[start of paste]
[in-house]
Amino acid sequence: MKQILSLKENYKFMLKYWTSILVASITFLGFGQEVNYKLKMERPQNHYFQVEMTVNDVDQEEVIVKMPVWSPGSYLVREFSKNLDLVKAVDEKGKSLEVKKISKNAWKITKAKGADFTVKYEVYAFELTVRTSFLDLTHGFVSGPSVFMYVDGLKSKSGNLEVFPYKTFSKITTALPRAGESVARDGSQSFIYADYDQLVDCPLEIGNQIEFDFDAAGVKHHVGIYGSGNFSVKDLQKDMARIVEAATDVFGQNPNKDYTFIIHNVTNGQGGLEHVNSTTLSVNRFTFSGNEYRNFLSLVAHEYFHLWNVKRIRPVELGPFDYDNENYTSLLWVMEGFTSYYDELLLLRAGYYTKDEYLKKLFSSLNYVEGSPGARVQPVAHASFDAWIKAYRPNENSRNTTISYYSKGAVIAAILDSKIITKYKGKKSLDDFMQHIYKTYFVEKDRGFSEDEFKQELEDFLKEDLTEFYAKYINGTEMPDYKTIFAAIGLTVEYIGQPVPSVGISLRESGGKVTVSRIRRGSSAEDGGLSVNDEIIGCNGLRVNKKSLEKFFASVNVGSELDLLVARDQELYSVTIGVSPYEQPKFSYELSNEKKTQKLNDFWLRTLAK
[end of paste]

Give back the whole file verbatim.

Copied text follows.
[in-house]
Amino acid sequence: MKQILSLKENYKFMLKYWTSILVASITFLGFGQEVNYKLKMERPQNHYFQVEMTVNDVDQEEVIVKMPVWSPGSYLVREFSKNLDLVKAVDEKGKSLEVKKISKNAWKITKAKGADFTVKYEVYAFELTVRTSFLDLTHGFVSGPSVFMYVDGLKSKSGNLEVFPYKTFSKITTALPRAGESVARDGSQSFIYADYDQLVDCPLEIGNQIEFDFDAAGVKHHVGIYGSGNFSVKDLQKDMARIVEAATDVFGQNPNKDYTFIIHNVTNGQGGLEHVNSTTLSVNRFTFSGNEYRNFLSLVAHEYFHLWNVKRIRPVELGPFDYDNENYTSLLWVMEGFTSYYDELLLLRAGYYTKDEYLKKLFSSLNYVEGSPGARVQPVAHASFDAWIKAYRPNENSRNTTISYYSKGAVIAAILDSKIITKYKGKKSLDDFMQHIYKTYFVEKDRGFSEDEFKQELEDFLKEDLTEFYAKYINGTEMPDYKTIFAAIGLTVEYIGQPVPSVGISLRESGGKVTVSRIRRGSSAEDGGLSVNDEIIGCNGLRVNKKSLEKFFASVNVGSELDLLVARDQELYSVTIGVSPYEQPKFSYELSNEKKTQKLNDFWLRTLAK